When you are in a car accident, somebody is usually at fault: not just socially, but in legal terms. This fault dictates how things are paid for, who is responsible for the accident, and how different claims are handled. But how does this fault actually work?
There are various ways that fault can be handed out, but areas like Arizona generally use pure comparative fault. This means that multiple parties can be at fault, with the proportional responsibility changing the overall outcome of the case and claim.
How does Pure Comparative Fault Work?
Let’s say that you are driving down a road and suffer a car accident that causes a fairly serious injury. In an ideal world, the party that hit you is 100% responsible because they caused the accident and the injury. If they were doing something like drunk driving or using their phone, that is also their fault.
However, if you were speeding or using your phone at the time too, then you might take some of the blame. This might not be much of the blame, below 10-20% at most, but there can still be times where it is proven that you were partially responsible for the outcome that created your injury.
In this instance, let’s assume that you were 10% responsible for what happened. Pure comparative fault means that you can still claim, but the accident was still an accident. However, it also means that your role in the car accident does not go ignored, either.
What does this mean?
If you have 10% of the responsibility, the other party (or parties, collectively) has 90%. You can still recover damages as part of your claim, but the amount that you get can be reduced by the percentage of fault that you are under.
In short, If you were going to win $50,000 from a car accident, a fault of 10% would reduce your damages down to only 90% of the starting value – a loss of $5,000. This would give you $45,000 in damages, which is not that much less but still a fairly noticeable drop overall.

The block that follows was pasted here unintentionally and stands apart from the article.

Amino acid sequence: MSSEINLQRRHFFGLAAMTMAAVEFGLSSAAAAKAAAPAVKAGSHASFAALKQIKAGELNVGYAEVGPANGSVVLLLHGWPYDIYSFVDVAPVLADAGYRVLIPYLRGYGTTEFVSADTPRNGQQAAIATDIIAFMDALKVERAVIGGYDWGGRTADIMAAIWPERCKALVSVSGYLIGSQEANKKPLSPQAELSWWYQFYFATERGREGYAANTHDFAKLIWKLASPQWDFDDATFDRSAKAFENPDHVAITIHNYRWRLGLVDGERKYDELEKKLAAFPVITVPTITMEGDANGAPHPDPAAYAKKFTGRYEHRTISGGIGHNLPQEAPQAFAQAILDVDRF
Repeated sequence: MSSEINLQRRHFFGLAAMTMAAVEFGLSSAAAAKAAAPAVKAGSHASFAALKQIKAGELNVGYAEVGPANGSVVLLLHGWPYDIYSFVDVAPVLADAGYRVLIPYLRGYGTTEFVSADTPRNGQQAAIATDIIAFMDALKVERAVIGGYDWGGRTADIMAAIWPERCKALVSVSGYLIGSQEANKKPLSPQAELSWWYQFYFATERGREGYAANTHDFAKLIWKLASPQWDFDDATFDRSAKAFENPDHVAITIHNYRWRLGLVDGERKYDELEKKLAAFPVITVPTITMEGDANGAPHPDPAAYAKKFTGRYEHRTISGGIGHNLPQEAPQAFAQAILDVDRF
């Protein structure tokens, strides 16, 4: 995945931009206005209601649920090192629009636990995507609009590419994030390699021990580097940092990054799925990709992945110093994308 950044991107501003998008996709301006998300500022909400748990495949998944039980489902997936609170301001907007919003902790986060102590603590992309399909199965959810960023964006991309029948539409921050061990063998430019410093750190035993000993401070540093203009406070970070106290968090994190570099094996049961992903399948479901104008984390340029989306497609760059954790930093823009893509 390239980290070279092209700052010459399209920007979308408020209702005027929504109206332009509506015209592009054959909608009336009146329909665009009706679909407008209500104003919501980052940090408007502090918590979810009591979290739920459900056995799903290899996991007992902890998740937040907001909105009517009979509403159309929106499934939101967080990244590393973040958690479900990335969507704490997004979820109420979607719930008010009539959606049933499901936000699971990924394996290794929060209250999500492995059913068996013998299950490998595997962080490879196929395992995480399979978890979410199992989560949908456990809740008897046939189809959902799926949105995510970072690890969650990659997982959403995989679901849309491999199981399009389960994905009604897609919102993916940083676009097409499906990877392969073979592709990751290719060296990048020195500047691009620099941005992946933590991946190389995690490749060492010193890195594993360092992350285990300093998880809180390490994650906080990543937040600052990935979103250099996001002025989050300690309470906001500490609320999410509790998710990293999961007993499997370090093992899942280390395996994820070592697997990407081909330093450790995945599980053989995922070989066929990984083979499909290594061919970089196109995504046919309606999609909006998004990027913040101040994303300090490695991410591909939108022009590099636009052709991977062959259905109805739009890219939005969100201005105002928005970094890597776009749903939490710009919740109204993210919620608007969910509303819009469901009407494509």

Basically, the higher your fault, the less you get back because you have more of a role in causing the accident. In situations where you have no fault in the legal issue – or ones where there was not enough evidence to find anything like that – you will get the full amount since the blame is entirely on the defendant.
Dealing with Multiple Defendants
The harder part is understanding how to use this against multiple defendants. Some states, including Arizona, use several liability and not joint liability. This means that each defendant has their own blame evaluation – if one is 30% responsible and another is 60% responsible, then they will pay those proportions in damages, etc.
Employer liability is slightly different and works based on a different kind of claim, which you will usually need a lawyer to walk you through. It also depends on the cause of the accident since some are going to be classified as negligence that is not necessarily the driver’s fault.
Should I Worry About Fault?
Fault only matters if you are obviously at fault for something related to the accident, and even then, it will usually just be a small amount of fault. Using your phone while driving is a common reason to be found comparatively at fault, but it also does not wipe away your potential damages – it just reduces how much you will get.
Keep in mind that serious cases of being at fault can actually cause major problems to how much you will win if you succeed. It is even possible to be found almost exactly half at fault, which can massively reduce your damages. Being found more at fault than the other person is rare, but when it happens, it can be quite noteworthy (and very upsetting).
If you are interested in finding out more about the legal concerns you might have over fault, take a look here and see some of Phoenix’s other rules and laws. No matter what kind of accident you have been in, it is important to know what you are dealing with and what might raise, lower, or change the overall compensation that you can get.